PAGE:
I no longer feel safe

I have reluctantly decided that I am no longer going to write any posts about NHS Scotland on Hole Ousia. I will however still continue to discuss health and wellbeing in the context of the “two cultures”.

My reason is that I no longer feel safe to speak out individually as an employee of NHS Scotland.

I will continue to advocate for transparency and accountability.

I feel very lucky to be a doctor. The NHS is so important to me. I have so many wonderful colleagues and I never cease to learn from the Scottish folk that I try to help when in a time of need.

I will always try my best to put patients first. That is the way I am. I do not agree with those who suggest that such a determination might be considered as a sign of illness.

Dr Peter J. Gordon

I acknowledge that I have been persistent but would maintain that this was because of the lack of any substantive responses from the Department of Director General for Health and Social Care (DGHSC). Below are four behind the scenes communications made about me by this Department. In these communications I am considered in most negative terms by those in genuine positions of power. This would seem to highlight the very culture that the Scottish Government and NHS Scotland need to address.

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4 Replies to “I no longer feel safe”

  1. Peter
    Your blog is honest, refreshing and gives wonderful insight into the richness of Scottish culture. I have been coming here for a while now. My name is Walter, and I am a psychiatric survivor.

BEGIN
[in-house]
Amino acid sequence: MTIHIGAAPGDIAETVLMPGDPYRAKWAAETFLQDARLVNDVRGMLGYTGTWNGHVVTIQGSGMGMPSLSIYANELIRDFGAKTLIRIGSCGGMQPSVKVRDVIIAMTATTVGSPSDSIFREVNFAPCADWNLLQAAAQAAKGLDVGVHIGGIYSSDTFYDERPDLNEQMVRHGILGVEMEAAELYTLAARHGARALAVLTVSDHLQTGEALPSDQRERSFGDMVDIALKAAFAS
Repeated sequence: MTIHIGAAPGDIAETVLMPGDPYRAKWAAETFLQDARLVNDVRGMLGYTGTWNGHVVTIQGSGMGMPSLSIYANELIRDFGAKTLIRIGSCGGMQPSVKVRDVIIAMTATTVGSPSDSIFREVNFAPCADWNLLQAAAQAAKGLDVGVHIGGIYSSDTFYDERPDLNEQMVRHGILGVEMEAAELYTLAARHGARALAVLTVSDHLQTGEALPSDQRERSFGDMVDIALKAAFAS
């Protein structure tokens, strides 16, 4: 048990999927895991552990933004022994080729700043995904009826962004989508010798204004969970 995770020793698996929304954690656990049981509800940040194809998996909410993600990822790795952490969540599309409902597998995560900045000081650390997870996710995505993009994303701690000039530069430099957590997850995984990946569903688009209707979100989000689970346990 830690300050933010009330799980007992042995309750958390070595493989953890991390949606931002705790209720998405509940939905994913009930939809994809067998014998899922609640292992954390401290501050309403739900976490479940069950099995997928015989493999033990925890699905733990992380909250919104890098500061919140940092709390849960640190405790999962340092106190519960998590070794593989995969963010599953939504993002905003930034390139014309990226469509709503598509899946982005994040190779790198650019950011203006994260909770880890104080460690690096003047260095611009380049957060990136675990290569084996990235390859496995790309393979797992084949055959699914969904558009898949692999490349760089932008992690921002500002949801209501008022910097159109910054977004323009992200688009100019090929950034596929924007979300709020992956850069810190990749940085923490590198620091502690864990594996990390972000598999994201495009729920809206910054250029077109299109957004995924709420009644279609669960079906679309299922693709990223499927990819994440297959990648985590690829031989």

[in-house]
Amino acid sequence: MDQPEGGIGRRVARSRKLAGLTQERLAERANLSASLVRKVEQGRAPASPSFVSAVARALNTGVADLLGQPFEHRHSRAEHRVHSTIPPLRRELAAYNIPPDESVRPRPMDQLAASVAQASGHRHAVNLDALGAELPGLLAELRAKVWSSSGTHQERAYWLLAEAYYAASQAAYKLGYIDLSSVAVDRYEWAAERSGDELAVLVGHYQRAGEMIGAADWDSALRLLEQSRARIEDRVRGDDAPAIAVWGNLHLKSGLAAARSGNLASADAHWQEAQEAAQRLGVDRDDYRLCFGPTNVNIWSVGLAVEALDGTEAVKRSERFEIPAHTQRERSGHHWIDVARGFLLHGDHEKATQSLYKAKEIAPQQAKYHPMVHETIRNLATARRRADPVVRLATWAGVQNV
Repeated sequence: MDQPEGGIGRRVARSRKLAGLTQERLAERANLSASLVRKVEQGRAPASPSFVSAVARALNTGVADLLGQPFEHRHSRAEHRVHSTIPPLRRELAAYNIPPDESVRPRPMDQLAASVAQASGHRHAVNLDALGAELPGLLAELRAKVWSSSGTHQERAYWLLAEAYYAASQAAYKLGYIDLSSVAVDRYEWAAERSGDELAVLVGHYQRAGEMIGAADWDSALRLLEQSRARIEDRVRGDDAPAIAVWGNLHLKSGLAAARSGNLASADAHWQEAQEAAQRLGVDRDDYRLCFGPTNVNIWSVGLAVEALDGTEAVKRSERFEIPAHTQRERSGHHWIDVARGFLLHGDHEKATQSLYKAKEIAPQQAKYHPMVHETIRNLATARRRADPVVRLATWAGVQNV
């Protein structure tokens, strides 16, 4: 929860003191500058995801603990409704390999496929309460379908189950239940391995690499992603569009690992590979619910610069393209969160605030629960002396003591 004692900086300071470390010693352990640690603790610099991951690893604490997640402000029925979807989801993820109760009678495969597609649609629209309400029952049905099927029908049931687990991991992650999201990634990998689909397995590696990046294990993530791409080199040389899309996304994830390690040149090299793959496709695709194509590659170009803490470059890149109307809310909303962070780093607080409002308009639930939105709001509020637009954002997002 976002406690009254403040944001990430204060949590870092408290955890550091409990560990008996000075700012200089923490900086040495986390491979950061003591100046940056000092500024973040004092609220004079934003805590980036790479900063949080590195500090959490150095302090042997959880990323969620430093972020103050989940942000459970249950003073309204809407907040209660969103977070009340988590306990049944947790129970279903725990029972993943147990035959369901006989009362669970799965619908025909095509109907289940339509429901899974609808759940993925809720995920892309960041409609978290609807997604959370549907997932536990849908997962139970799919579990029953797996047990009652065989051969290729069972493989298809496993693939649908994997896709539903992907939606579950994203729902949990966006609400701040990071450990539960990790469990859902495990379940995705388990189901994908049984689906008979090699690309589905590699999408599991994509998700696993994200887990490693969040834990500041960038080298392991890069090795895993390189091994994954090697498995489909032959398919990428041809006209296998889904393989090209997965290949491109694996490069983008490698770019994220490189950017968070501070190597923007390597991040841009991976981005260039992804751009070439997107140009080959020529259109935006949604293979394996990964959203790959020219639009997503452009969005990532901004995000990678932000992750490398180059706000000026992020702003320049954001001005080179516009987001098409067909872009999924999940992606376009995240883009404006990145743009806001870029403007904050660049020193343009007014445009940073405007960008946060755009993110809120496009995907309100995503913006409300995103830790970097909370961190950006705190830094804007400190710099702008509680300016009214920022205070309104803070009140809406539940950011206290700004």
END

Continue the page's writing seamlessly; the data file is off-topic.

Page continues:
The woman I loved was born in Scotland in the same year as you were, and her father was a don at the University of Stirling. Several years ago, her SSRI dosage was increased, and over a few weeks she changed from a kind and wonderful woman, into a cold-hearted and hostile alien who I no longer recognised. I felt as if she had been the subject of an experiment by Dr Josef Mengele, and that she had been slowly buried alive. A few months after she abandoned me, she resumed the relationship with the man whose emotional abuse of her had caused her to seek psychiatric ‘help’ in the first place. She remains in that ghastly zombified condition.

    So few doctors speak out like you do, about the corrupting influence of the drug industry on healthcare. There are thousands of us out here, whose lives have been unravelled by this diabolical arrangement. The few of you give hope to the many of us. I just thought I’d let you know.

    Thank you for all you have done.


  2. Your honesty, compassion, and obvious desire to improve the lives of your patients, and all persons in general, shines brightly Peter.

    It is indeed ironic this is seen as an illness.

    Thank you for all that you continue to do.
    Your friend in Australia, Kate

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